Results and Discussion

Probability distribution of daytime maximum temperatures

The Probability Density Functions (PDFs) of daily maximum temperature anomalies during the non-global and global warming periods (see Methods) for the AMJ season, along with the three-moment statistics related to the location (i.e., mean), scale (i.e., variance), and shape (i.e., skewness) parameters are shown in Fig. 1. Figure 1 highlights a positive shift in the location of the PDF (i.e., an increase in the mean daily maximum temperature anomaly by 0.17 °C), which has led to new records of higher temperatures in the recent period, compared to the past. Along with mean, the variance has also increased (i.e., the PDF has become wider), which affects the probability of extreme events, with more frequent hot days having more extreme high temperatures and lesser cold days in the AMJ season. During both periods, the distribution is negatively skewed, but the asymmetry around the respective means appears to be the same indicating that there is no change in the shape of PDFs. Generally, the alteration in location, scale, or shape of the distribution has a larger impact on temperature extremes than on the mean. Thus, to determine whether the distributions of the two periods are statistically different from each other at the 95% confidence level, a non-parametric two-sample K-S test is applied (see Methods). The K-S test reveals that the temperatures are significantly different in the recent period as compared to the past.

Figure 1
figure1

Shift in the probability distribution of daytime maximum temperatures. Probability density functions of daily maximum temperature anomalies during the non-global warming period (NGWP: 1951–1975; blue) and global warming period (GWP: 1976–2018; red) for the AMJ season. The K-S = 1 reveals that the probability density functions for the two periods are statistically different from each other at the 95% confidence level. The vertical lines represent the 10th and 90th percentiles of the respective distribution.

In the global warming period, the upper (90th) and lower (10th) threshold percentiles are increased by 0.22 and 0.05 °C, respectively. The extreme temperatures have increased in such a way that the 90th (10th) percentile of the non-global warming period is the 86th (9.4th) percentile of the global warming period. In other words, 14% (9.4%) of values during the global warming period lie above (below) the 90th (10th) percentile of the non-global warming period.

As per our knowledge, none of the previous studies have shown the actual shift in the daily maximum temperature distribution over India. However, using a global dataset (HadGHCND) of daily maximum temperature anomalies it was reported that the temperature distribution has significantly shifted towards higher values in the recent climate, compared to the past, over the globe, tropics, and the northern/southern hemisphere extratropics, nonetheless, the HadGHCND dataset has insufficient coverage over most parts of India33.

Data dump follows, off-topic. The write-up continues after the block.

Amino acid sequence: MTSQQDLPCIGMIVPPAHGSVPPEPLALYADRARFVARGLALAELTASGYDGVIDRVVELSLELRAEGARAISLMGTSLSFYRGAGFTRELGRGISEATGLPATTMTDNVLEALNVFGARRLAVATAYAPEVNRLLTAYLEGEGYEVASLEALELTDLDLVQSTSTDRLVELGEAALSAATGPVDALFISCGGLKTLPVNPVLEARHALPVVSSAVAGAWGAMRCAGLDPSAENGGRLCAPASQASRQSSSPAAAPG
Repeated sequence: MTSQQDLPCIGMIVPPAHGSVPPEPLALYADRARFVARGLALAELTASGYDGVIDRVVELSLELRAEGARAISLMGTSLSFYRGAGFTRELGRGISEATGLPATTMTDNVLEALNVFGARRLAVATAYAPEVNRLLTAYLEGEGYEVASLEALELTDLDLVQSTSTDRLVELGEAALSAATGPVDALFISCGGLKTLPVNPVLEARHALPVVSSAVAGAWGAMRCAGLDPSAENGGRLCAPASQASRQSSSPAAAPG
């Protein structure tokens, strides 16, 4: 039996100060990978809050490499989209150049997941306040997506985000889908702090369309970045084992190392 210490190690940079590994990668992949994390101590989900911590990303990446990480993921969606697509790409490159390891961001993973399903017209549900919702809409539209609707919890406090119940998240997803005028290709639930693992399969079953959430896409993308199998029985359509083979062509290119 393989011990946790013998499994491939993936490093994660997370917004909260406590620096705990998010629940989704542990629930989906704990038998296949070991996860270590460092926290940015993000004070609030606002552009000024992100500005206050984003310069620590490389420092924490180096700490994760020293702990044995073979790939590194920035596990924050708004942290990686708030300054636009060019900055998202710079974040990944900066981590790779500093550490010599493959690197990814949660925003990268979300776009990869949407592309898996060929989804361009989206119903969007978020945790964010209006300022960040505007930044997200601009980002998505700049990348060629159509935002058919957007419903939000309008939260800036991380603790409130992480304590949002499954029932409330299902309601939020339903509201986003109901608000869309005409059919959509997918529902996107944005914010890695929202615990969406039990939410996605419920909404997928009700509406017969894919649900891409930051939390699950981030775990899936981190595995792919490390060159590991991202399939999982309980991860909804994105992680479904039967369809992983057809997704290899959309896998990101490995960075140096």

Changes in the characteristics of hot extremes

Since there is a significant shift in the probability distribution of daytime maximum temperatures in recent decades, therefore, the change in the characteristics of hot extremes (especially on their occurrences, corresponding intensities, and on the seasonal maximum intensity) in the global warming period compared to non-global are explored in this section.

The spatial patterns of temporal trends in the frequency of hot days for the AMJ season during the reference, non-global, and global warming periods are illustrated in Fig. 2a–c. During the reference period, a widespread significant increase in the frequency of hot days is observed over all-India, except over the Indo-Gangetic plains. On the other hand, during the non-global warming period, only the eastern and southern parts of India (i.e., over interior peninsula, west coast, and east coast) have experienced significant increase in the frequency of hot days; whereas in the global warming period, hot days have significantly increased over the northwestern parts of Interior Peninsula and along the western coast, indicating a spatial shift of significant increasing trends. Consistent with all-India, the probability distributions for southeast (9.5°N–21.5°N, 76.5°E–84.5°E; box shown in Fig. 2b) and western (15.5°N–28.5°N, 68.5°E–76.5°E; box shown in Fig. 2c) India also reveal a positive shift in the location of PDF and an increase in variance (Fig. S1a,b), implying more frequent hot days having higher temperatures in recent decades over the respective regions. Though the spatial pattern (Fig. 2b,c) and temporal variation (Fig. S2a,b) illustrate that the hot days frequency has significantly increased over southeast and western India during the non-global and global warming periods, respectively; the average frequency of hot days for both the regions (i.e., southeast and western India) is comparatively larger in recent decades (10.76 and 10.51 hot days), compared to the past (6.15 and 6.58 hot days).

Figure 2
figure2

Spatiotemporal trends in the frequency of hot days. (ac) Spatial patterns of temporal trends (number of hot days per year) and (df) corresponding pie charts, illustrating the number of grids (in percent) having increasing and decreasing trend/tendency, in the frequency of hot days for the AMJ season during the reference period (RP: 1951–2018), non-global warming period (NGWP: 1951–1975), and global warming period (GWP: 1976–2018). The green stippling indicates the grid points where the trends are statistically significant at the 95% confidence level. (g) Variation (black) and linear trends in the frequency of hot days, area-averaged over all-India, during the non-global (blue) and global (red) warming periods. Values along the trend lines indicate the amount of change in the number of hot days per decade and those in parentheses represent its p-values. The dashed lines indicate the average frequency of hot days in the non-global (blue) and global (red) warming periods. This figure was prepared using the MATLAB version R2017a software (http://in.mathworks.com).